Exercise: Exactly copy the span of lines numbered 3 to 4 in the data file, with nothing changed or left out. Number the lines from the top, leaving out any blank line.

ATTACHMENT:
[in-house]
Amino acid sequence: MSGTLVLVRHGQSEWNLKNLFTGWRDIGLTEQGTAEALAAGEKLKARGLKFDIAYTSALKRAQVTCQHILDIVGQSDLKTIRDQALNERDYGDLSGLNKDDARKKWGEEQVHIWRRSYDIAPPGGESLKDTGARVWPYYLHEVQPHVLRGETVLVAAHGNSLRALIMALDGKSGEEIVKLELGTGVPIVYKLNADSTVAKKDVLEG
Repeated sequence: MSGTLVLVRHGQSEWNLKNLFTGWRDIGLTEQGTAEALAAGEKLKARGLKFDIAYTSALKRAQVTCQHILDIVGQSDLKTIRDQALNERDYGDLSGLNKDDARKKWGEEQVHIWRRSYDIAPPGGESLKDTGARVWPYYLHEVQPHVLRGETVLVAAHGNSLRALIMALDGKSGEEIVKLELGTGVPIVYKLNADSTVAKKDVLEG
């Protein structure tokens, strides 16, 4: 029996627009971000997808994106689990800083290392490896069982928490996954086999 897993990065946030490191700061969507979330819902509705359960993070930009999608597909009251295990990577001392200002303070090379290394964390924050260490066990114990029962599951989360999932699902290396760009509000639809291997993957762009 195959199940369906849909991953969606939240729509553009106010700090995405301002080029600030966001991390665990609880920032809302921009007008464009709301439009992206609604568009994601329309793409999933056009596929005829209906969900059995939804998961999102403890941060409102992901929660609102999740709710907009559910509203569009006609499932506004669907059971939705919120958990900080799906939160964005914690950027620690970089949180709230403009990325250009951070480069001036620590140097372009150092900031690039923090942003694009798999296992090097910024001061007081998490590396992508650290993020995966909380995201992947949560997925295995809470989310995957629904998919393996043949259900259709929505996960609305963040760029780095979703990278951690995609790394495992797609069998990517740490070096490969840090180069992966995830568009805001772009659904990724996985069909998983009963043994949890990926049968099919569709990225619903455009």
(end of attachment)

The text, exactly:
Repeated sequence: MSGTLVLVRHGQSEWNLKNLFTGWRDIGLTEQGTAEALAAGEKLKARGLKFDIAYTSALKRAQVTCQHILDIVGQSDLKTIRDQALNERDYGDLSGLNKDDARKKWGEEQVHIWRRSYDIAPPGGESLKDTGARVWPYYLHEVQPHVLRGETVLVAAHGNSLRALIMALDGKSGEEIVKLELGTGVPIVYKLNADSTVAKKDVLEG
């Protein structure tokens, strides 16, 4: 029996627009971000997808994106689990800083290392490896069982928490996954086999 897993990065946030490191700061969507979330819902509705359960993070930009999608597909009251295990990577001392200002303070090379290394964390924050260490066990114990029962599951989360999932699902290396760009509000639809291997993957762009 195959199940369906849909991953969606939240729509553009106010700090995405301002080029600030966001991390665990609880920032809302921009007008464009709301439009992206609604568009994601329309793409999933056009596929005829209906969900059995939804998961999102403890941060409102992901929660609102999740709710907009559910509203569009006609499932506004669907059971939705919120958990900080799906939160964005914690950027620690970089949180709230403009990325250009951070480069001036620590140097372009150092900031690039923090942003694009798999296992090097910024001061007081998490590396992508650290993020995966909380995201992947949560997925295995809470989310995957629904998919393996043949259900259709929505996960609305963040760029780095979703990278951690995609790394495992797609069998990517740490070096490969840090180069992966995830568009805001772009659904990724996985069909998983009963043994949890990926049968099919569709990225619903455009």